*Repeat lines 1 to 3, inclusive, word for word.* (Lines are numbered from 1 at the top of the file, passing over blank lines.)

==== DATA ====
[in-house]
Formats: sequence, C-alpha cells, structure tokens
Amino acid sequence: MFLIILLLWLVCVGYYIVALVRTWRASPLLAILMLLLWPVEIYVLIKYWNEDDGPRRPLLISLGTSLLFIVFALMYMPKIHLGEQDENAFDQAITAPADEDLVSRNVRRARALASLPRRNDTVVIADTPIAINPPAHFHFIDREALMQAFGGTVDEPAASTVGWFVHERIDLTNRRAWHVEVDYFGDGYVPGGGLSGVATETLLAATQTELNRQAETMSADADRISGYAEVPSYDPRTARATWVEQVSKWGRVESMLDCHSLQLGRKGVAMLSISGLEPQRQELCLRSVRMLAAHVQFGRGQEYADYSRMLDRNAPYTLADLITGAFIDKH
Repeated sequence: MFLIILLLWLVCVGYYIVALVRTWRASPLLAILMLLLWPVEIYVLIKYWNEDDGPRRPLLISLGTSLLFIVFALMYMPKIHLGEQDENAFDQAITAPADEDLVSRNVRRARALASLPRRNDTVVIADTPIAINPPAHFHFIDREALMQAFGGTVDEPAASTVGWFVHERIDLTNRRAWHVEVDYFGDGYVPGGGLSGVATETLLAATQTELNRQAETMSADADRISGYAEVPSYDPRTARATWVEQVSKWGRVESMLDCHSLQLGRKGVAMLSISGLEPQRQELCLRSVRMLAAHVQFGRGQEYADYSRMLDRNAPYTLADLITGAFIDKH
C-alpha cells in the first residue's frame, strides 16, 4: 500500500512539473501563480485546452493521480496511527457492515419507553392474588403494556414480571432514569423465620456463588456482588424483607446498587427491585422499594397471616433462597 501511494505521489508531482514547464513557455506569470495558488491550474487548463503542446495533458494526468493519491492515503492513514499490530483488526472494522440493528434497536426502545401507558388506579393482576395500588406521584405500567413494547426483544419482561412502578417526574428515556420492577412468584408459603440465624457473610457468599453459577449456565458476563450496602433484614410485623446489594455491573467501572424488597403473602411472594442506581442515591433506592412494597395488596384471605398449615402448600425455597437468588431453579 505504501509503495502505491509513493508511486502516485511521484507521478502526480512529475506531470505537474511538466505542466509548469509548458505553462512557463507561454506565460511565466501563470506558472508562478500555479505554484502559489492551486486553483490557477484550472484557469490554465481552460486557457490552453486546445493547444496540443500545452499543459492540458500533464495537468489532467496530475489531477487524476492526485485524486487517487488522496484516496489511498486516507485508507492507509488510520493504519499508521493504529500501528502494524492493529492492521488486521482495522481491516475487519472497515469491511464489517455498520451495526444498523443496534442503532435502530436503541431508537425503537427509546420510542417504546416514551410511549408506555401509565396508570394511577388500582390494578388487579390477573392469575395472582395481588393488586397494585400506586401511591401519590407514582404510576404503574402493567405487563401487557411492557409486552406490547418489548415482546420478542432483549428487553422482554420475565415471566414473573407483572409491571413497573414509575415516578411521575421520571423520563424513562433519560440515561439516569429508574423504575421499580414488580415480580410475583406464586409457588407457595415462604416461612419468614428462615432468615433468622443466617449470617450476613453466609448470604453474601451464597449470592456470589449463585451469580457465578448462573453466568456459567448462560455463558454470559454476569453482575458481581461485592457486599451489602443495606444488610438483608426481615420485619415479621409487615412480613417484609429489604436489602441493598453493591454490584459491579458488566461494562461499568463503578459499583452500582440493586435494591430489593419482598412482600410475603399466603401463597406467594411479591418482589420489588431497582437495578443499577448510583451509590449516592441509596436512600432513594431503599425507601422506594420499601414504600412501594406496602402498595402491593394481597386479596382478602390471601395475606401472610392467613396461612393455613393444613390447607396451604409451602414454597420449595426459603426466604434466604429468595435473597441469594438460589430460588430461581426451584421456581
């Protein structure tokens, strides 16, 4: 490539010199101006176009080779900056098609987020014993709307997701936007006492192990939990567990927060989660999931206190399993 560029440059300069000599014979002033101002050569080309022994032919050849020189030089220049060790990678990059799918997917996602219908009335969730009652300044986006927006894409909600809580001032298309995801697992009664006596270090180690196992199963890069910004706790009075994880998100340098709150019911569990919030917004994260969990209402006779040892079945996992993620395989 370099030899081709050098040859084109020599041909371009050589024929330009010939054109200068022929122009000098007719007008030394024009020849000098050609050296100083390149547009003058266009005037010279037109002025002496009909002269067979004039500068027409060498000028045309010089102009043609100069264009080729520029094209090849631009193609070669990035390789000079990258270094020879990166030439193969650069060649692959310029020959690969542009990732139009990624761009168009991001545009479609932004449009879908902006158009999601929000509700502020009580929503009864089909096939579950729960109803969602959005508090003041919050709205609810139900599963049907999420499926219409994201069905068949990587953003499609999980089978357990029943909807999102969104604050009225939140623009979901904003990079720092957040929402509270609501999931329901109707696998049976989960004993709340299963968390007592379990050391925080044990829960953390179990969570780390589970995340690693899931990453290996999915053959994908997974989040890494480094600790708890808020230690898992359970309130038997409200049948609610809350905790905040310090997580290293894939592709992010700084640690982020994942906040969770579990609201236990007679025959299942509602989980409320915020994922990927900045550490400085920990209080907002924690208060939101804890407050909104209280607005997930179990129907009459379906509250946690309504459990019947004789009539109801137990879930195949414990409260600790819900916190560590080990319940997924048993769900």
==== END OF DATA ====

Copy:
[in-house]
Formats: sequence, C-alpha cells, structure tokens
Amino acid sequence: MFLIILLLWLVCVGYYIVALVRTWRASPLLAILMLLLWPVEIYVLIKYWNEDDGPRRPLLISLGTSLLFIVFALMYMPKIHLGEQDENAFDQAITAPADEDLVSRNVRRARALASLPRRNDTVVIADTPIAINPPAHFHFIDREALMQAFGGTVDEPAASTVGWFVHERIDLTNRRAWHVEVDYFGDGYVPGGGLSGVATETLLAATQTELNRQAETMSADADRISGYAEVPSYDPRTARATWVEQVSKWGRVESMLDCHSLQLGRKGVAMLSISGLEPQRQELCLRSVRMLAAHVQFGRGQEYADYSRMLDRNAPYTLADLITGAFIDKH